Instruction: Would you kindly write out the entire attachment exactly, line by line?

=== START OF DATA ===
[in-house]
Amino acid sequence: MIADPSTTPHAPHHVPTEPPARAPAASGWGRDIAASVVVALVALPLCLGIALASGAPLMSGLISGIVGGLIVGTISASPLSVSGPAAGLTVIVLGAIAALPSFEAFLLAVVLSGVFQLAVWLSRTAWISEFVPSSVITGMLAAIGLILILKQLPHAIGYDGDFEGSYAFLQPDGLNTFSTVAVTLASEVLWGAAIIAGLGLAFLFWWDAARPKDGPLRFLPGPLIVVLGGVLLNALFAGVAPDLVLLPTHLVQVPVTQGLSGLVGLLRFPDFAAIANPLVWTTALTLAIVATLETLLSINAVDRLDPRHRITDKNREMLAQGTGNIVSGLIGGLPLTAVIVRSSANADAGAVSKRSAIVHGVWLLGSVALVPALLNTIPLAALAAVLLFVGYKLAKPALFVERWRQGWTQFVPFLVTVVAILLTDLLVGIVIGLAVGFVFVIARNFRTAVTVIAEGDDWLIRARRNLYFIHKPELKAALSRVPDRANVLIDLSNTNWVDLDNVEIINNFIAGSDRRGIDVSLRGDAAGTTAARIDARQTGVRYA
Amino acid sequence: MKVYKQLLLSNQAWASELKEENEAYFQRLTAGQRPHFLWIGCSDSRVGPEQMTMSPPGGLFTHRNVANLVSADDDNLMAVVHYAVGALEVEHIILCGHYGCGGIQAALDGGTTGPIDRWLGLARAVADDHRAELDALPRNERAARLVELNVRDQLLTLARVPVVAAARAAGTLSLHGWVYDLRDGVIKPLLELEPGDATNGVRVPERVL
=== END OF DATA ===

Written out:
[in-house]
Amino acid sequence: MIADPSTTPHAPHHVPTEPPARAPAASGWGRDIAASVVVALVALPLCLGIALASGAPLMSGLISGIVGGLIVGTISASPLSVSGPAAGLTVIVLGAIAALPSFEAFLLAVVLSGVFQLAVWLSRTAWISEFVPSSVITGMLAAIGLILILKQLPHAIGYDGDFEGSYAFLQPDGLNTFSTVAVTLASEVLWGAAIIAGLGLAFLFWWDAARPKDGPLRFLPGPLIVVLGGVLLNALFAGVAPDLVLLPTHLVQVPVTQGLSGLVGLLRFPDFAAIANPLVWTTALTLAIVATLETLLSINAVDRLDPRHRITDKNREMLAQGTGNIVSGLIGGLPLTAVIVRSSANADAGAVSKRSAIVHGVWLLGSVALVPALLNTIPLAALAAVLLFVGYKLAKPALFVERWRQGWTQFVPFLVTVVAILLTDLLVGIVIGLAVGFVFVIARNFRTAVTVIAEGDDWLIRARRNLYFIHKPELKAALSRVPDRANVLIDLSNTNWVDLDNVEIINNFIAGSDRRGIDVSLRGDAAGTTAARIDARQTGVRYA
Amino acid sequence: MKVYKQLLLSNQAWASELKEENEAYFQRLTAGQRPHFLWIGCSDSRVGPEQMTMSPPGGLFTHRNVANLVSADDDNLMAVVHYAVGALEVEHIILCGHYGCGGIQAALDGGTTGPIDRWLGLARAVADDHRAELDALPRNERAARLVELNVRDQLLTLARVPVVAAARAAGTLSLHGWVYDLRDGVIKPLLELEPGDATNGVRVPERVL